Green tides occur in lakes and rivers during late spring and summer when the level of nitrate and nitrate content in water is very high and the temperature rises to create an ideal environment for the rapid over blooming of green macroalgae. The phenomenon can be seen in waters with very slow fluid-moving speeds. The overgrowth of algae turns water into a thick porridge-like green sludge with very low oxygen levels that slowly suffocates aquatic animals and plants to death.
Denitrification is one of the very few solutions to prevent the green tide. By removing nitrate, the main food source of green macroalgae, the green tide can be controlled. However, denitrification methods using chemical reductants can damage the environment. Normally, boats are used to help aquatic animals and plants survive in waters affected by the green tide. When propellers turn, water is circulated to provide oxygen.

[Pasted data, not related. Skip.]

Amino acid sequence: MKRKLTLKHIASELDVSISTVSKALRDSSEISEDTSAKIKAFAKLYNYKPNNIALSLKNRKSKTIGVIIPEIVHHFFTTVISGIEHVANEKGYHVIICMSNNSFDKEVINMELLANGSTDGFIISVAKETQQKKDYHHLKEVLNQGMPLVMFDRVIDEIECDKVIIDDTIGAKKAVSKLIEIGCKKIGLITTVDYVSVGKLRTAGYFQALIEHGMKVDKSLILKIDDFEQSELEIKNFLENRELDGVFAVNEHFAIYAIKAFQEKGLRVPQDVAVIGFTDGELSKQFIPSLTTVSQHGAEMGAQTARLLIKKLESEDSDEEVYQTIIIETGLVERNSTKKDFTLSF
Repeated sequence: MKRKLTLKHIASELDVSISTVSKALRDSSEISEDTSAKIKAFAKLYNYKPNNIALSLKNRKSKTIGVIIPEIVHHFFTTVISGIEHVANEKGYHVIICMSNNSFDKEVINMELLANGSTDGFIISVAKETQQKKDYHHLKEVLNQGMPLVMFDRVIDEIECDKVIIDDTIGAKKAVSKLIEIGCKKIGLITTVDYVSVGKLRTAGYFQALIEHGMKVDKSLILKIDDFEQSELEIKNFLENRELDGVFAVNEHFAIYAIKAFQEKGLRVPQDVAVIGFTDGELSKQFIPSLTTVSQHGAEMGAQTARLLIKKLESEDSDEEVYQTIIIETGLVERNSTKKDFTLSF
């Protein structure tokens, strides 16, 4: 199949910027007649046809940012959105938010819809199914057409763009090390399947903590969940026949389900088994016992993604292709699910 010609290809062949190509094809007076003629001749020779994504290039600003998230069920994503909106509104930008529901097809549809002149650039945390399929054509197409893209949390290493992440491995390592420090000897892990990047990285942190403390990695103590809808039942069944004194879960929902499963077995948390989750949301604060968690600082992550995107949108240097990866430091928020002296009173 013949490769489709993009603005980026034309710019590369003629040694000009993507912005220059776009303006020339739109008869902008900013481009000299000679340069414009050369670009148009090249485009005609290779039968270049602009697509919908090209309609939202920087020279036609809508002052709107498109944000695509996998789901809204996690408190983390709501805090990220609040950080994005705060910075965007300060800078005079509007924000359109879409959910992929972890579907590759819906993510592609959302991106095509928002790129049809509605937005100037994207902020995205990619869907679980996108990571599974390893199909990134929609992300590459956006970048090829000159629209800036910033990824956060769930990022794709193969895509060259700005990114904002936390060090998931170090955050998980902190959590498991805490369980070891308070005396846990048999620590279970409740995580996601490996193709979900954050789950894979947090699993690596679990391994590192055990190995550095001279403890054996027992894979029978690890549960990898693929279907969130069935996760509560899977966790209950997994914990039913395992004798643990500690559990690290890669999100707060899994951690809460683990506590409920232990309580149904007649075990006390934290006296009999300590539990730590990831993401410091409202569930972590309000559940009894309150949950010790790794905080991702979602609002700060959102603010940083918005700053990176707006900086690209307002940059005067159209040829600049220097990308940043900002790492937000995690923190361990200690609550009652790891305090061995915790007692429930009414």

Pohang University of Science and Technology (POSTECH) said in a statement on September 14 that its research team has developed the country's first denitrification technique that does not use chemical reductants. Researchers used a photocatalyst composed of titanium oxide (TiO2), graphene oxide (rGO) and nanoparticles of copper-lead alloy (Cu-Pd) to break down nitrate and nitrite into nitrogen gas and oxygen.
Through tests, researchers found that the photocatalyst was able to completely break down 600 parts-per-million (ppm) nitrate into nitrogen with a conversion efficiency of about 98 percent without using chemical reductants. POSTECH said the photocatalyst created almost zero nitrites, which is a byproduct of the denitrification process using catalysts.
© Aju Business Daily & www.ajunews.com Copyright: All materials on this site may not be reproduced, distributed, transmitted, displayed, published or broadcast without the authorization from the Aju News Corporation.